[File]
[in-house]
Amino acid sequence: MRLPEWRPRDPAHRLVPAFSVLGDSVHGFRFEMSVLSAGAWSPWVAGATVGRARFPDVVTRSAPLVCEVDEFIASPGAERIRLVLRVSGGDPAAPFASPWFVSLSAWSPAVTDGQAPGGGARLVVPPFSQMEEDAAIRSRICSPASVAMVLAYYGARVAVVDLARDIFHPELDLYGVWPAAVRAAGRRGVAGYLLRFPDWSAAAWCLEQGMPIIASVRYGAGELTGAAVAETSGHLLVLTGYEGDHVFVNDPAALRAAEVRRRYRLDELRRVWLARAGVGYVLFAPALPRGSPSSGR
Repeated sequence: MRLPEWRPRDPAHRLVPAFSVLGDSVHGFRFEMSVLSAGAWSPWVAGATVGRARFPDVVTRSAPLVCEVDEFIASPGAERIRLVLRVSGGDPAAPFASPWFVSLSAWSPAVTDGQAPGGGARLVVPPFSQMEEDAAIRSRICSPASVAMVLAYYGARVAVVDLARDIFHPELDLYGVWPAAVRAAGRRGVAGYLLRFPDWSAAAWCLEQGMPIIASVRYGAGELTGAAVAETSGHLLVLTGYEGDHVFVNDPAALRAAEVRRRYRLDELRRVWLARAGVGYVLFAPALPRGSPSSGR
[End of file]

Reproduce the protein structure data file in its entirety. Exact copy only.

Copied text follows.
[in-house]
Amino acid sequence: MRLPEWRPRDPAHRLVPAFSVLGDSVHGFRFEMSVLSAGAWSPWVAGATVGRARFPDVVTRSAPLVCEVDEFIASPGAERIRLVLRVSGGDPAAPFASPWFVSLSAWSPAVTDGQAPGGGARLVVPPFSQMEEDAAIRSRICSPASVAMVLAYYGARVAVVDLARDIFHPELDLYGVWPAAVRAAGRRGVAGYLLRFPDWSAAAWCLEQGMPIIASVRYGAGELTGAAVAETSGHLLVLTGYEGDHVFVNDPAALRAAEVRRRYRLDELRRVWLARAGVGYVLFAPALPRGSPSSGR
Repeated sequence: MRLPEWRPRDPAHRLVPAFSVLGDSVHGFRFEMSVLSAGAWSPWVAGATVGRARFPDVVTRSAPLVCEVDEFIASPGAERIRLVLRVSGGDPAAPFASPWFVSLSAWSPAVTDGQAPGGGARLVVPPFSQMEEDAAIRSRICSPASVAMVLAYYGARVAVVDLARDIFHPELDLYGVWPAAVRAAGRRGVAGYLLRFPDWSAAAWCLEQGMPIIASVRYGAGELTGAAVAETSGHLLVLTGYEGDHVFVNDPAALRAAEVRRRYRLDELRRVWLARAGVGYVLFAPALPRGSPSSGR